The same is true for the rest of the independent brands - demand has now skyrocketed for all of them, and even the previously lesser-known brands such as Czapek are now getting the recognition of the wider public - and I would say, deservedly so. Others, like Gronefeld have simply closed their order books for the foreseeable future, as they cannot meet demand and want to focus on delivery, as well as R&D. So, the sheeple of old, realised where the smart money went (to independent watchmakers) and they too, followed suit.
So now we're talking around the fourth quarter of 2021. Rolex was still catering to the masses and early-entrants to the game, as well as the seasoned buyers who had good relationships with their authorised dealers - and these watches remained an easy decision to buy. Of course, Rolex make good watches, there's no denying that. The independents were now firmly on the 'hype-train', and there were no signs of this slowing down. Players like Watchbox who are, for the most part, responsible for kick-starting the F.P. Journe hype, were now looking for their next candidate and seemed to have found one in De Bethune. Anecdotally, around this time I was offered an option of 6 different pieces from the brand (DB) at ~40% off, and then, suddenly, there were none available ... and the ones that were for sale were well above retail! Utter bullsh*t; this was artificial scarcity, and we'd seen it before with Journe. Smaller independents such as Sarpaneva and Laventure were cranking out pieces and production was allocated/pre-sold long before you saw it on social media, and the same was true for almost all others in this league. Even if it wasn't entirely pre-sold, the production numbers were (and remained) so low, that the watches sold out fairly quickly... and this remains true all the way down to the lower price brackets, as evidenced by Baltic's recent collaboration with A Collected Man which sold out in a minute or two.
Then came, the circus of 2022... from Russia invading Ukraine, to the U.K proving itself to be a true banana republic. There was definitely a shift in the market sentiment around the start of the second quarter, where the seemingly unstoppable rise of watch values came to a grinding halt... A correction event, of sorts. Gone were the days of happy hour valuations across all categories... and since this period, what I believe we see is perhaps best described as more cautious pricing. This Christie's auction, for example, is still catching up it seems, as their opening bids seemed to be out of touch with reality, and many lots closed unsold, or have not come close to exceeding their expectations.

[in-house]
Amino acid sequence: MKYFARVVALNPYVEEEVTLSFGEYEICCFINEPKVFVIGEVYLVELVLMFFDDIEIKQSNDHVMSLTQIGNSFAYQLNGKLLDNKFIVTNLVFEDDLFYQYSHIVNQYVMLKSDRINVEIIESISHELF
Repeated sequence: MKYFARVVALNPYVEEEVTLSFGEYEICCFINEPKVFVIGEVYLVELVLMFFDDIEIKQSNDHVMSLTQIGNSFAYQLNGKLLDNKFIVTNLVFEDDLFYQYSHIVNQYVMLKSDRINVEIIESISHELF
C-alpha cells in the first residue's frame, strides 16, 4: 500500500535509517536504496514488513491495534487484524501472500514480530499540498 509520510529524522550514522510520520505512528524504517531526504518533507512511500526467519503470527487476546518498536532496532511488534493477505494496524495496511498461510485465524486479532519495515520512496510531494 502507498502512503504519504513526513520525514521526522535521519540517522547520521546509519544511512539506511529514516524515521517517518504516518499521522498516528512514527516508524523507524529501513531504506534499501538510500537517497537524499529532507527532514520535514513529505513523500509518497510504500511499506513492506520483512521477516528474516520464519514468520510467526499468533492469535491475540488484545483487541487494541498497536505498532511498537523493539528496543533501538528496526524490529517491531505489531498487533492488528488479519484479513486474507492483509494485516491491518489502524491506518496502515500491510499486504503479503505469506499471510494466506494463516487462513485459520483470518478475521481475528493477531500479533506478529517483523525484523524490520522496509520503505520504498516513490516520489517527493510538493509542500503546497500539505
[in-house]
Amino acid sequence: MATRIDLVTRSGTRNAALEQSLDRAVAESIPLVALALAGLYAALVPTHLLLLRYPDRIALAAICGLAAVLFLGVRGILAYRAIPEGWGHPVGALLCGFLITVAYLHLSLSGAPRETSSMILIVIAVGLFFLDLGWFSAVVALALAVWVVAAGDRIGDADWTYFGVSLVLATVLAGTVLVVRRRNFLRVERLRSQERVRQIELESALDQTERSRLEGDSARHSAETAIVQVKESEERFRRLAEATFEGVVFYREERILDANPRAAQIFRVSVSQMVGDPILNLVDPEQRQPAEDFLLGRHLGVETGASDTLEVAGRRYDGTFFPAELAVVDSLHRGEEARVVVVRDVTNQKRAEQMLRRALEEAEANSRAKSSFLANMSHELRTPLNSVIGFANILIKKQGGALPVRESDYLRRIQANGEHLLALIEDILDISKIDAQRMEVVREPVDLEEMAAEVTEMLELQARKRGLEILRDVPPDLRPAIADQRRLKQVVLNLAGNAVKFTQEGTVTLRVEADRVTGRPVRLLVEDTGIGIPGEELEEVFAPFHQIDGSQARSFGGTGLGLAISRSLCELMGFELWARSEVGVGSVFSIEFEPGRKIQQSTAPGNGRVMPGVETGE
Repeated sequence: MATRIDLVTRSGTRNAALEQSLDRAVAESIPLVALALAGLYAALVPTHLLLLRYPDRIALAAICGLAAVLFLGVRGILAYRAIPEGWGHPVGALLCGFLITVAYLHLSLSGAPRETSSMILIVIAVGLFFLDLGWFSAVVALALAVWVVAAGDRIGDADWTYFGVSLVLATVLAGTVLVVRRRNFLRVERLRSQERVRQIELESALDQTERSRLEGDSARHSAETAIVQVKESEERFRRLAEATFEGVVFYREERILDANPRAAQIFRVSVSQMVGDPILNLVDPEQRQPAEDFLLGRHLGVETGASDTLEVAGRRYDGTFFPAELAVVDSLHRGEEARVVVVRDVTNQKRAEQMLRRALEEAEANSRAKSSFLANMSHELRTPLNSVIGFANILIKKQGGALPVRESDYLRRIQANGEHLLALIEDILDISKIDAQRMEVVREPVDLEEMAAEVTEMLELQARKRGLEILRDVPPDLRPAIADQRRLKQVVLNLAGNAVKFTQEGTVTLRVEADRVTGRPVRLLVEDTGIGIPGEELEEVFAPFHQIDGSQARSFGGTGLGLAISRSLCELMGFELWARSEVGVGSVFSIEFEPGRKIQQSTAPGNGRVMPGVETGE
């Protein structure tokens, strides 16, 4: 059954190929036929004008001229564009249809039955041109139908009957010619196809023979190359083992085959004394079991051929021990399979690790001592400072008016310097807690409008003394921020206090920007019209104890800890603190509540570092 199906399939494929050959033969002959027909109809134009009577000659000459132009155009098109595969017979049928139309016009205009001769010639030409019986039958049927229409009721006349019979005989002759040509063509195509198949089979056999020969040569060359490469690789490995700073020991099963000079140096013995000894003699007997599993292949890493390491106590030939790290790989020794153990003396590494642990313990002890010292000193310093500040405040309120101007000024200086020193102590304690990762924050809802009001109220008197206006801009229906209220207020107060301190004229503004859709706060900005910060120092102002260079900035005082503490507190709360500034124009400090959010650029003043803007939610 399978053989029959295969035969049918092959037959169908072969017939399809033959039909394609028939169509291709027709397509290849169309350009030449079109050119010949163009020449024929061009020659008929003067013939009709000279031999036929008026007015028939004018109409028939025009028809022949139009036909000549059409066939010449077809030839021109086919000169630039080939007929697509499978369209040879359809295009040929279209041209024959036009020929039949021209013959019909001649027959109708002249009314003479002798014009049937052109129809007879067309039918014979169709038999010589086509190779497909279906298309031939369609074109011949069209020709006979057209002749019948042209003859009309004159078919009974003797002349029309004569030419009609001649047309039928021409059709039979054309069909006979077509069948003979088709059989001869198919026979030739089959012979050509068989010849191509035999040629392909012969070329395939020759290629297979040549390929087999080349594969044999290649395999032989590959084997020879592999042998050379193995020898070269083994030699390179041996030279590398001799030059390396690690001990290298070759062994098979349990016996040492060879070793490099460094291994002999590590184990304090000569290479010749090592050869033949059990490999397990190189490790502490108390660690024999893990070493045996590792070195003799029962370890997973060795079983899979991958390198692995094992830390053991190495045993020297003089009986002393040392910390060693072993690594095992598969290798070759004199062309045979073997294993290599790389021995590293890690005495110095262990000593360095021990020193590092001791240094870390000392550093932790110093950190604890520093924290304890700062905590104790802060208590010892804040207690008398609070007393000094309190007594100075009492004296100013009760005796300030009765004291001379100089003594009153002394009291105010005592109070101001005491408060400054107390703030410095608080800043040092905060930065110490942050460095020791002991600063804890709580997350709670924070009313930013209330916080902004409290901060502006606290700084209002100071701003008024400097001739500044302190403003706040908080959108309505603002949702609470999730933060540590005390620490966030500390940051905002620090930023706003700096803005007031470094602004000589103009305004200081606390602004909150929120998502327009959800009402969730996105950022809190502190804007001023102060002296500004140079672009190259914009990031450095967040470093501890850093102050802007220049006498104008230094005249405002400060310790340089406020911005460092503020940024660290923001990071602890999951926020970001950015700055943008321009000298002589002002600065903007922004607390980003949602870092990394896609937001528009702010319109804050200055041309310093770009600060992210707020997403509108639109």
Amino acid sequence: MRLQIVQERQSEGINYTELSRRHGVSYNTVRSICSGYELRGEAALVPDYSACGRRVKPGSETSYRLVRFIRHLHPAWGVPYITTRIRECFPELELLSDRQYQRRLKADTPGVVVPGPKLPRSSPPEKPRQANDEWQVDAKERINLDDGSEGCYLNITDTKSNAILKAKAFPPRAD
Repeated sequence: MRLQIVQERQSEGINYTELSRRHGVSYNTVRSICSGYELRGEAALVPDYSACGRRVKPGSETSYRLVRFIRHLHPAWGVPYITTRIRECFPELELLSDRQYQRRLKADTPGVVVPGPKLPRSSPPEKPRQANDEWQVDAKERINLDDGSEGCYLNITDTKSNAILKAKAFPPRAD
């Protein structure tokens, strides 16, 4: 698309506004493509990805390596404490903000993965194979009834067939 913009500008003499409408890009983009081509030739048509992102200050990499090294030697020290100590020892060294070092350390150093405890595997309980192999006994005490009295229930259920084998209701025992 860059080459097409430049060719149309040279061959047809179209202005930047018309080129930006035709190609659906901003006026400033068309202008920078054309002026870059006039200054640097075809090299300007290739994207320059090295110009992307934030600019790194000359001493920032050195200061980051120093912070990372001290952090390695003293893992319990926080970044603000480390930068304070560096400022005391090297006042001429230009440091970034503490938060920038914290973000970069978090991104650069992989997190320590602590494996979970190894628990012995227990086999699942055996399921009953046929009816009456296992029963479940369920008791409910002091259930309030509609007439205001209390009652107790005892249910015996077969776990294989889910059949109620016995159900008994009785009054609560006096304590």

Of course, many watches still remain prohibitively expensive, but a premium (rightfully) remains when it comes to genuinely scarce watches. We still find ourselves in a precarious situation, with winter looming in the northern hemisphere, energy costs eating away at disposable income, and recession forecasts across the world. What that might mean for luxury watch collectors is of course, an open debate... what I remain certain about is this: there will always be a 1% crowd who want the best watches and have the money to pay for this stuff. This 'recessionary environment' will be a buyers' market for the 1%... and all the folks who bought into the late hype of 2021 with fringe brands cashing in on hype, will get burned - assuming they bought for profit/hype exposure, and not because they loved the watches. I say that because, if you bought it without the intention to sell, then you don't really care what the value is, or where it is going next.